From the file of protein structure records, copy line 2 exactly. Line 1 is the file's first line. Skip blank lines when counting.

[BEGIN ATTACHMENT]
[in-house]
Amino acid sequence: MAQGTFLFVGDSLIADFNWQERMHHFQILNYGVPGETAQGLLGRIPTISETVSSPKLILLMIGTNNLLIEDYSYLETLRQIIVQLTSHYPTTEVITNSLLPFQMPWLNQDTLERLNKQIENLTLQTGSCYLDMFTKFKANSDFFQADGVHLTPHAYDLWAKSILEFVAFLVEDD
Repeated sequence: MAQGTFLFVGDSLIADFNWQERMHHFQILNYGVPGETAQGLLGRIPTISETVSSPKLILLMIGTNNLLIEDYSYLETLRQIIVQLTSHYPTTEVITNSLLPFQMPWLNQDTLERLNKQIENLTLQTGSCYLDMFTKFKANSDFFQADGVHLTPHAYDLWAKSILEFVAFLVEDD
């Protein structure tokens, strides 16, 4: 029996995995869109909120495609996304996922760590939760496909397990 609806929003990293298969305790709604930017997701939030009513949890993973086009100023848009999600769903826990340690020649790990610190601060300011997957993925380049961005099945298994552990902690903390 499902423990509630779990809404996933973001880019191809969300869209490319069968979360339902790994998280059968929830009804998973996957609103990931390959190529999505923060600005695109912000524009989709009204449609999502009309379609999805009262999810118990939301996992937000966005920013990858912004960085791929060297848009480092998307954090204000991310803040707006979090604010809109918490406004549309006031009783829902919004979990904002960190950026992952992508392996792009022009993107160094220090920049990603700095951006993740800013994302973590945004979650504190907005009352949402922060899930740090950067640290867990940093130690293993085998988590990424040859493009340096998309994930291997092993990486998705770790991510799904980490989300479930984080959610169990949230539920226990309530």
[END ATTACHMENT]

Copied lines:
Amino acid sequence: MAQGTFLFVGDSLIADFNWQERMHHFQILNYGVPGETAQGLLGRIPTISETVSSPKLILLMIGTNNLLIEDYSYLETLRQIIVQLTSHYPTTEVITNSLLPFQMPWLNQDTLERLNKQIENLTLQTGSCYLDMFTKFKANSDFFQADGVHLTPHAYDLWAKSILEFVAFLVEDD